Doesn’t sound too interesting, does it? But take a look at the official description:
The Incorporation Records for the Oklahoma and Indian Territories have been digitized in a joint project with the Oklahoma Historical Society and the Oklahoma Secretary of State’s Office. The ledger books were generated by the Territorial secretary as new businesses and municipalities began conducting business. There are 27 volumes of Oklahoma Territory Incorporation Records and 15 volumes for Indian Territory. Some examples of the entries found in the ledgers include: Agreement & Incorporation, Incorporation Amendment, Appointment of Agent, Dissolution, as well as lease and mortgage transactions. The entries begin in 1890 and continue until statehood is established in 1907.
Keep in mind that included are transactions for churches and lodges and private business as well as the larger banks and coal and, of course, oil companies. While the database is not searchable by personal name, it is quite user friendly if you spend a bit of time getting use to the terminology.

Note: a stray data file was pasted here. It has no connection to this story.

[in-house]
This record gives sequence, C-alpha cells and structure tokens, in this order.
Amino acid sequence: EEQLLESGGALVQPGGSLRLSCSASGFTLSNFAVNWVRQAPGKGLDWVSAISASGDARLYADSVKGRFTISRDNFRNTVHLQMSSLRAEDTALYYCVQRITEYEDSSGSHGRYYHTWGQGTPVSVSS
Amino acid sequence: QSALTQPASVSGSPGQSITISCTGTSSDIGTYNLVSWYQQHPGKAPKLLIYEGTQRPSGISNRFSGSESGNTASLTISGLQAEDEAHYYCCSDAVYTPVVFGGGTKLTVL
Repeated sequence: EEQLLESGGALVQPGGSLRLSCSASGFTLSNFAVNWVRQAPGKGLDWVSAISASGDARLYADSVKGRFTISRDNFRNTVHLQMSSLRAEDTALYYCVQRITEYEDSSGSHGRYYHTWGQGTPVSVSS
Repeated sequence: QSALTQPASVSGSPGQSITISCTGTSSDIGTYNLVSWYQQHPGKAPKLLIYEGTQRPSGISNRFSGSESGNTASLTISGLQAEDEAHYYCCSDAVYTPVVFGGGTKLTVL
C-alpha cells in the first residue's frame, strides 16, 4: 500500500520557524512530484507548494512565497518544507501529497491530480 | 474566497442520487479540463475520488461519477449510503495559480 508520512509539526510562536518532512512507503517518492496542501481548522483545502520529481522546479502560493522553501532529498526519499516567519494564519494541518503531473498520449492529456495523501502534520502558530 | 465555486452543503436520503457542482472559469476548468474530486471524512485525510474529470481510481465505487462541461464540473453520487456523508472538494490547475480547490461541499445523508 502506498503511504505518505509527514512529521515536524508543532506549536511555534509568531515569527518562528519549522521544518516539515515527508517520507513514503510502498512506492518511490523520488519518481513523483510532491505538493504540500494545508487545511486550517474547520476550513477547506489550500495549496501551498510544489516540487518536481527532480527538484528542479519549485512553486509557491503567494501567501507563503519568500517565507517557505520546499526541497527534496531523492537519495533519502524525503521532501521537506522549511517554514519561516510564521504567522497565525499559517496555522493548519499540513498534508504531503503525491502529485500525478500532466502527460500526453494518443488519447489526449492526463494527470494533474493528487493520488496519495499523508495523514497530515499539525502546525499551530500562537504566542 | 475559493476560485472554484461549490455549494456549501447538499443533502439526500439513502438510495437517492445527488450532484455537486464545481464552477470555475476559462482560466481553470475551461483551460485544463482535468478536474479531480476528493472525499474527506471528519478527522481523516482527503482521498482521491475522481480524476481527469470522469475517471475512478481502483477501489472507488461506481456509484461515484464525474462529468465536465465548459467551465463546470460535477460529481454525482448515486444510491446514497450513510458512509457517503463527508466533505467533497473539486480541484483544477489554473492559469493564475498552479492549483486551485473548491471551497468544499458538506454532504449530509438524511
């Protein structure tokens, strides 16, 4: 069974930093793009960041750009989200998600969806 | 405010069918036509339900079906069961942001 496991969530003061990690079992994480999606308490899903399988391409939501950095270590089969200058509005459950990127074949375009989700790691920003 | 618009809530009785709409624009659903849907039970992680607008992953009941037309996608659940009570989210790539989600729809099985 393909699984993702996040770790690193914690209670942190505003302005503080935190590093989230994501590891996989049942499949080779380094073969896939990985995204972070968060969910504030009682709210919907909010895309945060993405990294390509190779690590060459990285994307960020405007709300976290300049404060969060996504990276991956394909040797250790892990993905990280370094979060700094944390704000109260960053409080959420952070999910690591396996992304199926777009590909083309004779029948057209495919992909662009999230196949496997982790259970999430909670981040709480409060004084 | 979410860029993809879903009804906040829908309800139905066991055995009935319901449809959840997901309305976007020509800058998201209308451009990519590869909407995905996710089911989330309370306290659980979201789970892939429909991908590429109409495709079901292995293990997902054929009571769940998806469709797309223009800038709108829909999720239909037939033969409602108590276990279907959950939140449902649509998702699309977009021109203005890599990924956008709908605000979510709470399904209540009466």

For example, a search using the name of the small town in western Oklahoma Territory where my grandfather was born, Taloga, yields entries for 4 churches as well as a bank, 2 lodges, a rail company and a mill and elevator company–9 entries in all. His father and uncle are listed as working at a mill on the 1910 census–perhaps the very one listed in this book of incorporations. PDF images of the original entries are linked to each organization so you can read the personal names included in each incorporation or charter or document.
I am currently researching a man who was a coal miner in Indian Territory and after statehood. A search using just “coal” as the search term yields almost 200 coal companies–who knew there were so many coal companies that early in this area?
If you had people pre-statehood Oklahoma, take a look. You might find information on a church or a lodge they were a member–or, if you’re related to a mover and shaker, perhaps even the incorporation papers for their oil and/or gas company. We have lots of those in Oklahoma.